Drop In The Line

I thought I’d work my way into this thing again.  Getting over a hump of this magnitude is a little tough.  Imagine skipping Mass for most of your college life.  Then imagine trying to get up one Sunday morning after graduation and drag your ass to church again when all you want to do is sleep late.  You can easily praise Him with biscuits and gravy at brunch rather than the Eucharist at 8:44.  Today, writing feels like that.

Worse, tomorrow, trying to write is going to feel like the next Sunday when you weasel out of the ecclesiastical trip on the grounds that you don’t want to over do your renewed zest for religion lest you return to your collegiately imposed heathenistic ways.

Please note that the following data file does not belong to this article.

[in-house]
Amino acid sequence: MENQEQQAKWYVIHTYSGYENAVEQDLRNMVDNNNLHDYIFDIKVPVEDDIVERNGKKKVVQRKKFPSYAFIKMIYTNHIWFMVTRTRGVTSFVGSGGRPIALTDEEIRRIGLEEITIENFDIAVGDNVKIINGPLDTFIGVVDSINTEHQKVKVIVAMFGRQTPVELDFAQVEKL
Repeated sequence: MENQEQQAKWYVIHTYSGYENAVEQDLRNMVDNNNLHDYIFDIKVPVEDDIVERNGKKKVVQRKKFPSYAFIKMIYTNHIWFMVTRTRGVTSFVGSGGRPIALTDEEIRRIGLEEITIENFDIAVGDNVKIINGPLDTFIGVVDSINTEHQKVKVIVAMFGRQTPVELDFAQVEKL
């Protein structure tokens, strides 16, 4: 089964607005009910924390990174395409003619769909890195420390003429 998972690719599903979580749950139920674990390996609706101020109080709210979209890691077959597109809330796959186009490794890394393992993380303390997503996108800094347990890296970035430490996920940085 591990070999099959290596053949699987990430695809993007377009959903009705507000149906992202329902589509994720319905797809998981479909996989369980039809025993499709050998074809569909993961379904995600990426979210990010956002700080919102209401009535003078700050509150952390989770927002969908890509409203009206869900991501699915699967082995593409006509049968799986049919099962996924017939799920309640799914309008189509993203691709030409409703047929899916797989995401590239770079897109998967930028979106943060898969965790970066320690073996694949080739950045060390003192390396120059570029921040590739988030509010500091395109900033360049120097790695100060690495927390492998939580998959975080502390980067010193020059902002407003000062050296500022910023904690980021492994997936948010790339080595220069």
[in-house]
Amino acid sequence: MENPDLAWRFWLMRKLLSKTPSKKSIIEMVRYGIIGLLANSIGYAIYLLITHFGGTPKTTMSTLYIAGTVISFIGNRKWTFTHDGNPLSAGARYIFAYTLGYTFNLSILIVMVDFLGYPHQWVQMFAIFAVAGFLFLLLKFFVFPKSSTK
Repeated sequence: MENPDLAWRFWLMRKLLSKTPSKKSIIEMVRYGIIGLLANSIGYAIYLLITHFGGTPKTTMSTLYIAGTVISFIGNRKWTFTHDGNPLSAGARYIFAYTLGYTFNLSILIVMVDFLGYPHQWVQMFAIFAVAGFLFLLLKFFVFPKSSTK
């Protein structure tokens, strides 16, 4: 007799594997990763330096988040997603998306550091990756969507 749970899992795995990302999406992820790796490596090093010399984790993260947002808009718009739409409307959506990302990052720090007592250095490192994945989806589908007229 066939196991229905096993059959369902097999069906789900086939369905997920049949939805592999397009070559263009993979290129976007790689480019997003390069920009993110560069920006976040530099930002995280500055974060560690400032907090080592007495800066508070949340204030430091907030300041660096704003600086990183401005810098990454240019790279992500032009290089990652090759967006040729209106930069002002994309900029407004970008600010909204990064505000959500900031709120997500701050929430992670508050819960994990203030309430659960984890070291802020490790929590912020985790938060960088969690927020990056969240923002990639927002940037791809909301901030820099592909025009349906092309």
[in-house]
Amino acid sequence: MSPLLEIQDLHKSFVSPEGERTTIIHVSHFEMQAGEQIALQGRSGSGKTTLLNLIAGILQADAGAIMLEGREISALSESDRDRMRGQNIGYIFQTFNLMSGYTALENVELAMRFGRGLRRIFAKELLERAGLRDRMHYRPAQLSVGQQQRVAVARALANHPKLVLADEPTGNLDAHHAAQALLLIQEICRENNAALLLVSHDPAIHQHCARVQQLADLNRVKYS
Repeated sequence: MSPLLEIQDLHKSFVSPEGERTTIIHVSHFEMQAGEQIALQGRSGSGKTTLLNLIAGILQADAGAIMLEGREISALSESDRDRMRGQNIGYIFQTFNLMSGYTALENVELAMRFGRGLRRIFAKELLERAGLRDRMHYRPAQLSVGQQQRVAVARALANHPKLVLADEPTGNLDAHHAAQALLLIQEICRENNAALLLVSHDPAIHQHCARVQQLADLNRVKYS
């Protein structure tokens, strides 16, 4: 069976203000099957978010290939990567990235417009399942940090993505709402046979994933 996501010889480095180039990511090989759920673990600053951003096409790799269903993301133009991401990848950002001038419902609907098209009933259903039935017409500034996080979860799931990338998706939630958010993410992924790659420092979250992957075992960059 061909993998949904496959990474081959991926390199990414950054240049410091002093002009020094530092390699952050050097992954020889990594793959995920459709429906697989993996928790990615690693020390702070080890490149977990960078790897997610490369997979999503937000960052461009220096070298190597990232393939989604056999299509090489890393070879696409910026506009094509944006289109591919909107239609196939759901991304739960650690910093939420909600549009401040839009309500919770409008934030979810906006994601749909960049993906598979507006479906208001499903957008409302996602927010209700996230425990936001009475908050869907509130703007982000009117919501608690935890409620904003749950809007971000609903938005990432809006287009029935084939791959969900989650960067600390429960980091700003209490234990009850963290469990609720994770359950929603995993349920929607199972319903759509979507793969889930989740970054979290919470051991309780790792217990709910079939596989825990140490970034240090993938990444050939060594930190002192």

Or imagine an air-conditioned pick-up and a humid South Texas parking lot.  The brightness outside a theater after a matinée.  Someone requesting, “Smell this.”  Then shoving a carton of milk toward you.  Worse, “Taste this.”.

At first your return writing is a little mechanical.  Little more than a proper arranging of words on a page then capping them every so often with a period.  Maybe even less, a mere stretch of the fingers across the keyboard.  All uninspiring; all easily ignored well before even your most dedicated of readers makes it four paragraphs in.  That’s fine.  You’re actually searching for the habit, the pattern, the rote familiarity of I before E (except after C).  Casting for creativity or color too soon stirs gentle waters and those shiny fish dart for the coverage among the roots and shadows.

Just drop in the line.  Just watch the bobber.  Just repeat.

Day 321